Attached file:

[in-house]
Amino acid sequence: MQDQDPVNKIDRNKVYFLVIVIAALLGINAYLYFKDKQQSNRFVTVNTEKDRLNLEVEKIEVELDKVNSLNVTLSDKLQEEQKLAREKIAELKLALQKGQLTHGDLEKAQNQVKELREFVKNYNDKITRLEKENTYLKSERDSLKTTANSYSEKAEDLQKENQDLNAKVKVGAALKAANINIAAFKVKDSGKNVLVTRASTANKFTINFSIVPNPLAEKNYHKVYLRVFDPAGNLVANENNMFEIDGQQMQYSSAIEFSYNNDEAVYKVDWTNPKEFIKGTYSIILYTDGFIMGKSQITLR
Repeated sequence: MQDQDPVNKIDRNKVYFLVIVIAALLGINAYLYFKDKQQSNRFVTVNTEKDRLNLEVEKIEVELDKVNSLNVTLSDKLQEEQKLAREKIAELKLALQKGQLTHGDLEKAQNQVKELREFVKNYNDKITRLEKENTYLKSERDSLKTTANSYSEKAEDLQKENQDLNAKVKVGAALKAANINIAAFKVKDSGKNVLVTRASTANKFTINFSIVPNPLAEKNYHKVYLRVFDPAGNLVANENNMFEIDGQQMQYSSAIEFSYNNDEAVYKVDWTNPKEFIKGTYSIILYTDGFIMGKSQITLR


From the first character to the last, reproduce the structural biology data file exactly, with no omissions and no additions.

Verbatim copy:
[in-house]
Amino acid sequence: MQDQDPVNKIDRNKVYFLVIVIAALLGINAYLYFKDKQQSNRFVTVNTEKDRLNLEVEKIEVELDKVNSLNVTLSDKLQEEQKLAREKIAELKLALQKGQLTHGDLEKAQNQVKELREFVKNYNDKITRLEKENTYLKSERDSLKTTANSYSEKAEDLQKENQDLNAKVKVGAALKAANINIAAFKVKDSGKNVLVTRASTANKFTINFSIVPNPLAEKNYHKVYLRVFDPAGNLVANENNMFEIDGQQMQYSSAIEFSYNNDEAVYKVDWTNPKEFIKGTYSIILYTDGFIMGKSQITLR
Repeated sequence: MQDQDPVNKIDRNKVYFLVIVIAALLGINAYLYFKDKQQSNRFVTVNTEKDRLNLEVEKIEVELDKVNSLNVTLSDKLQEEQKLAREKIAELKLALQKGQLTHGDLEKAQNQVKELREFVKNYNDKITRLEKENTYLKSERDSLKTTANSYSEKAEDLQKENQDLNAKVKVGAALKAANINIAAFKVKDSGKNVLVTRASTANKFTINFSIVPNPLAEKNYHKVYLRVFDPAGNLVANENNMFEIDGQQMQYSSAIEFSYNNDEAVYKVDWTNPKEFIKGTYSIILYTDGFIMGKSQITLR